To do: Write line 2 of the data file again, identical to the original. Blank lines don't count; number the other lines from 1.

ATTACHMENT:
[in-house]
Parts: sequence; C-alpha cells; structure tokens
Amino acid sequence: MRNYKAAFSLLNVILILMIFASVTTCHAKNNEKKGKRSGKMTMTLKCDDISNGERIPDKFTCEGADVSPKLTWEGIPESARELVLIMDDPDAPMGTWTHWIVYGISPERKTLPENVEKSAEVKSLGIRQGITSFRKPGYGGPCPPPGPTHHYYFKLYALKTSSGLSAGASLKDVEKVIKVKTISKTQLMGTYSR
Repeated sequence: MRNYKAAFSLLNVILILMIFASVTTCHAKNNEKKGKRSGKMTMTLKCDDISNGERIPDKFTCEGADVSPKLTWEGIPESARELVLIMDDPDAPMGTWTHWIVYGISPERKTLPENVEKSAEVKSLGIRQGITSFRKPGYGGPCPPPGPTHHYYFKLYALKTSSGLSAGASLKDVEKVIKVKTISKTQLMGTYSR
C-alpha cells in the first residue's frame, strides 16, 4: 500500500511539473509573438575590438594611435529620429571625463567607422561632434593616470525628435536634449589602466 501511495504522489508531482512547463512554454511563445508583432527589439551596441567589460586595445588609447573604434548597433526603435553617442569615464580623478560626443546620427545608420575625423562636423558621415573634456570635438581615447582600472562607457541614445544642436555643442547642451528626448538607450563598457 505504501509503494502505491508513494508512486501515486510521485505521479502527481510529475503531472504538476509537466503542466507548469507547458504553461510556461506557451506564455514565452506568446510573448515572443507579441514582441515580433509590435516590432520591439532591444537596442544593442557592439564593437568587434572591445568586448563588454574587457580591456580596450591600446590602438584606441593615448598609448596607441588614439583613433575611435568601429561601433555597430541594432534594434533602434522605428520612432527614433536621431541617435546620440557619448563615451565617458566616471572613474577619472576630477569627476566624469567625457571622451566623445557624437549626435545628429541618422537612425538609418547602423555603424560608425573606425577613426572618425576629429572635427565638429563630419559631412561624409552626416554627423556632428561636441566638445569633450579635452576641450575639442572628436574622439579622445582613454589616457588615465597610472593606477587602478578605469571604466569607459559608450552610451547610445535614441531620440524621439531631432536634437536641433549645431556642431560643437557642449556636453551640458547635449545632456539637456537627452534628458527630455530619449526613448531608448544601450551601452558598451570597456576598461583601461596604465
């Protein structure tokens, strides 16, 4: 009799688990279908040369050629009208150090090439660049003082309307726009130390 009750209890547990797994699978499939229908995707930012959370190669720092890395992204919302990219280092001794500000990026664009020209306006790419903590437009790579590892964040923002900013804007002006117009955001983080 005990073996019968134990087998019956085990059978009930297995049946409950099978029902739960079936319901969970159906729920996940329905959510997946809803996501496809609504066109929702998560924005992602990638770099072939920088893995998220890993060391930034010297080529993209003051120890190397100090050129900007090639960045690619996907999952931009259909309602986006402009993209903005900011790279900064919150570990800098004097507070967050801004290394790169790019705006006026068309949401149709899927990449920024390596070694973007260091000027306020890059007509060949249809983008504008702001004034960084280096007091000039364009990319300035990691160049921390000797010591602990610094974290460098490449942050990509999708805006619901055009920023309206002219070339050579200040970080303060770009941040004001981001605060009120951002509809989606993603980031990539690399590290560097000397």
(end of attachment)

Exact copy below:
Parts: sequence; C-alpha cells; structure tokens